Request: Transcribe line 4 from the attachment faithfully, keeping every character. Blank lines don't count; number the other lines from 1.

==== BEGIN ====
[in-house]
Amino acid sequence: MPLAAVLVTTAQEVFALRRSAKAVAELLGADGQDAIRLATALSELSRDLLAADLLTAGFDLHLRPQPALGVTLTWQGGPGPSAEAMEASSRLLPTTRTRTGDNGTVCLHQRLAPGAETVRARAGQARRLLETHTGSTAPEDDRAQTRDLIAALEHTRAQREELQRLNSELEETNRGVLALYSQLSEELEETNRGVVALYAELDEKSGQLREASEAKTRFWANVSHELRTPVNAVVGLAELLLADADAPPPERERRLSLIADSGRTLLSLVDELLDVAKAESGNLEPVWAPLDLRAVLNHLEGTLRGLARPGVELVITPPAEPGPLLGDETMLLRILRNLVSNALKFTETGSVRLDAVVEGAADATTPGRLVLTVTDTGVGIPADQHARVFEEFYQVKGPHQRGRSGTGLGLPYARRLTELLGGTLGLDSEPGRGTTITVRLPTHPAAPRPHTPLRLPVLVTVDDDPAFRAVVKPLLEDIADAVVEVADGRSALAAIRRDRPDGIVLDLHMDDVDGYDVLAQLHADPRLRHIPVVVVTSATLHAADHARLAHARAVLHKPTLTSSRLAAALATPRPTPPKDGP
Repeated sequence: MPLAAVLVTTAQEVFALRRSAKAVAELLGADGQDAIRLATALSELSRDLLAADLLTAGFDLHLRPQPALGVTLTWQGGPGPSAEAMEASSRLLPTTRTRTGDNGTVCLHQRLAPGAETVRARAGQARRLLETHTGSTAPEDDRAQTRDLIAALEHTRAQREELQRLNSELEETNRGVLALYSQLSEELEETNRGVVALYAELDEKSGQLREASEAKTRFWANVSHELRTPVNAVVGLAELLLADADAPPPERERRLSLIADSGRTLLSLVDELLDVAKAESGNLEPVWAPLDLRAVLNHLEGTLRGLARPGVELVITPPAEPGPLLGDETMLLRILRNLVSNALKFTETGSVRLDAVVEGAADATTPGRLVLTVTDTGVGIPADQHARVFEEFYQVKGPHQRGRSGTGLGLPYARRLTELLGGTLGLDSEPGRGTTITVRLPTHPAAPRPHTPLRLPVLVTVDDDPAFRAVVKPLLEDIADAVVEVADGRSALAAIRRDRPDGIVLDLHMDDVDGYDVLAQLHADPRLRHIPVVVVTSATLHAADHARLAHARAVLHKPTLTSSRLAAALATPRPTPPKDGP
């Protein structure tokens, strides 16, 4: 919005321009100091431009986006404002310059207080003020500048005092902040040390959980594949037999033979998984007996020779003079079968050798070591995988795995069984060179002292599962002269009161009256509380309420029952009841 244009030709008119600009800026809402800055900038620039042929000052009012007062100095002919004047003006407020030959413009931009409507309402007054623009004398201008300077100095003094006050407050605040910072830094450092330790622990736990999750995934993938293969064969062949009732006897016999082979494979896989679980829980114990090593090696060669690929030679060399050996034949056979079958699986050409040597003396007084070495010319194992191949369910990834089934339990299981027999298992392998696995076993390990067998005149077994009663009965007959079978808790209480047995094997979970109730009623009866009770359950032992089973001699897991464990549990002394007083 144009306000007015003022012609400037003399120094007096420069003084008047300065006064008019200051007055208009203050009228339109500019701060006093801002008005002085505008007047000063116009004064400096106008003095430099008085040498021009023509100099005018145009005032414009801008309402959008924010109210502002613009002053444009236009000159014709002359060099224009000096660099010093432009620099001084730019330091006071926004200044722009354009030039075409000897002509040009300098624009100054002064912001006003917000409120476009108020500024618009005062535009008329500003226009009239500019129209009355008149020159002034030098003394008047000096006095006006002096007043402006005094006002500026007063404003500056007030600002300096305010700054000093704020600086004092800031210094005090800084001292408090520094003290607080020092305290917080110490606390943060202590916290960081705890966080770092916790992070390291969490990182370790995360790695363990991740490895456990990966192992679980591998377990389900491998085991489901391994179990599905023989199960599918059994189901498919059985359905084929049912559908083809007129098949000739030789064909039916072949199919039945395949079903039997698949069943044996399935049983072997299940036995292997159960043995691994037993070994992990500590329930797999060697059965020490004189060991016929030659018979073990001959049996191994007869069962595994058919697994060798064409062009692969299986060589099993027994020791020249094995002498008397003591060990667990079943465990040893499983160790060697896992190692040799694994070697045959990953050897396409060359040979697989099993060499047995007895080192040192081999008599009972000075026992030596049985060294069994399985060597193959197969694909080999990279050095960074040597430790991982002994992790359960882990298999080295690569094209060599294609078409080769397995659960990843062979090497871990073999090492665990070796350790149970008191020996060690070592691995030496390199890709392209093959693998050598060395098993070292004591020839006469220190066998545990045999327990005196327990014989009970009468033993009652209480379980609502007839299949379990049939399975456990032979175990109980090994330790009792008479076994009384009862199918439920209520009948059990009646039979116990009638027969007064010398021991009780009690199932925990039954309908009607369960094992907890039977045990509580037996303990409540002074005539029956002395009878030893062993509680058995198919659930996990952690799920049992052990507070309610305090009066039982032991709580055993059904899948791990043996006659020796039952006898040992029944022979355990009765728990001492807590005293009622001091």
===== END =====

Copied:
């Protein structure tokens, strides 16, 4: 919005321009100091431009986006404002310059207080003020500048005092902040040390959980594949037999033979998984007996020779003079079968050798070591995988795995069984060179002292599962002269009161009256509380309420029952009841 244009030709008119600009800026809402800055900038620039042929000052009012007062100095002919004047003006407020030959413009931009409507309402007054623009004398201008300077100095003094006050407050605040910072830094450092330790622990736990999750995934993938293969064969062949009732006897016999082979494979896989679980829980114990090593090696060669690929030679060399050996034949056979079958699986050409040597003396007084070495010319194992191949369910990834089934339990299981027999298992392998696995076993390990067998005149077994009663009965007959079978808790209480047995094997979970109730009623009866009770359950032992089973001699897991464990549990002394007083 144009306000007015003022012609400037003399120094007096420069003084008047300065006064008019200051007055208009203050009228339109500019701060006093801002008005002085505008007047000063116009004064400096106008003095430099008085040498021009023509100099005018145009005032414009801008309402959008924010109210502002613009002053444009236009000159014709002359060099224009000096660099010093432009620099001084730019330091006071926004200044722009354009030039075409000897002509040009300098624009100054002064912001006003917000409120476009108020500024618009005062535009008329500003226009009239500019129209009355008149020159002034030098003394008047000096006095006006002096007043402006005094006002500026007063404003500056007030600002300096305010700054000093704020600086004092800031210094005090800084001292408090520094003290607080020092305290917080110490606390943060202590916290960081705890966080770092916790992070390291969490990182370790995360790695363990991740490895456990990966192992679980591998377990389900491998085991489901391994179990599905023989199960599918059994189901498919059985359905084929049912559908083809007129098949000739030789064909039916072949199919039945395949079903039997698949069943044996399935049983072997299940036995292997159960043995691994037993070994992990500590329930797999060697059965020490004189060991016929030659018979073990001959049996191994007869069962595994058919697994060798064409062009692969299986060589099993027994020791020249094995002498008397003591060990667990079943465990040893499983160790060697896992190692040799694994070697045959990953050897396409060359040979697989099993060499047995007895080192040192081999008599009972000075026992030596049985060294069994399985060597193959197969694909080999990279050095960074040597430790991982002994992790359960882990298999080295690569094209060599294609078409080769397995659960990843062979090497871990073999090492665990070796350790149970008191020996060690070592691995030496390199890709392209093959693998050598060395098993070292004591020839006469220190066998545990045999327990005196327990014989009970009468033993009652209480379980609502007839299949379990049939399975456990032979175990109980090994330790009792008479076994009384009862199918439920209520009948059990009646039979116990009638027969007064010398021991009780009690199932925990039954309908009607369960094992907890039977045990509580037996303990409540002074005539029956002395009878030893062993509680058995198919659930996990952690799920049992052990507070309610305090009066039982032991709580055993059904899948791990043996006659020796039952006898040992029944022979355990009765728990001492807590005293009622001091």